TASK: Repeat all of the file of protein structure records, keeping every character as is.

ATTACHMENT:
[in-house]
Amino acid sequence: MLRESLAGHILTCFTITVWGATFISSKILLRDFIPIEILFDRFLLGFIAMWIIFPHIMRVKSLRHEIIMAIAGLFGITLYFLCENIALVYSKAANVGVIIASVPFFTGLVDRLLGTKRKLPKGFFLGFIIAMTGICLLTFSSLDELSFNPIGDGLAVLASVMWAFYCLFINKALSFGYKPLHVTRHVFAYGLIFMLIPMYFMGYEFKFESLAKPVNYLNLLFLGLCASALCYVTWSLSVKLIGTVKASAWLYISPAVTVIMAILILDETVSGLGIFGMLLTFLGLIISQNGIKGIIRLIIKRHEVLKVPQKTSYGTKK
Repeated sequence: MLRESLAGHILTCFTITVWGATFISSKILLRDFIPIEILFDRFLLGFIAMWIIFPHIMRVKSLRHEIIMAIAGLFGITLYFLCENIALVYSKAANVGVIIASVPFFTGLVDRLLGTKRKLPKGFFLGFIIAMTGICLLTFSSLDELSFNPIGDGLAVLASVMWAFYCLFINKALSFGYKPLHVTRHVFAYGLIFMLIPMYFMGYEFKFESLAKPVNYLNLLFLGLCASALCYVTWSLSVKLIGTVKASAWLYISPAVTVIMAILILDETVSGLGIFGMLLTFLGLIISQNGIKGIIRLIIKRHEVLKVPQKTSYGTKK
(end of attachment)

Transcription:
[in-house]
Amino acid sequence: MLRESLAGHILTCFTITVWGATFISSKILLRDFIPIEILFDRFLLGFIAMWIIFPHIMRVKSLRHEIIMAIAGLFGITLYFLCENIALVYSKAANVGVIIASVPFFTGLVDRLLGTKRKLPKGFFLGFIIAMTGICLLTFSSLDELSFNPIGDGLAVLASVMWAFYCLFINKALSFGYKPLHVTRHVFAYGLIFMLIPMYFMGYEFKFESLAKPVNYLNLLFLGLCASALCYVTWSLSVKLIGTVKASAWLYISPAVTVIMAILILDETVSGLGIFGMLLTFLGLIISQNGIKGIIRLIIKRHEVLKVPQKTSYGTKK
Repeated sequence: MLRESLAGHILTCFTITVWGATFISSKILLRDFIPIEILFDRFLLGFIAMWIIFPHIMRVKSLRHEIIMAIAGLFGITLYFLCENIALVYSKAANVGVIIASVPFFTGLVDRLLGTKRKLPKGFFLGFIIAMTGICLLTFSSLDELSFNPIGDGLAVLASVMWAFYCLFINKALSFGYKPLHVTRHVFAYGLIFMLIPMYFMGYEFKFESLAKPVNYLNLLFLGLCASALCYVTWSLSVKLIGTVKASAWLYISPAVTVIMAILILDETVSGLGIFGMLLTFLGLIISQNGIKGIIRLIIKRHEVLKVPQKTSYGTKK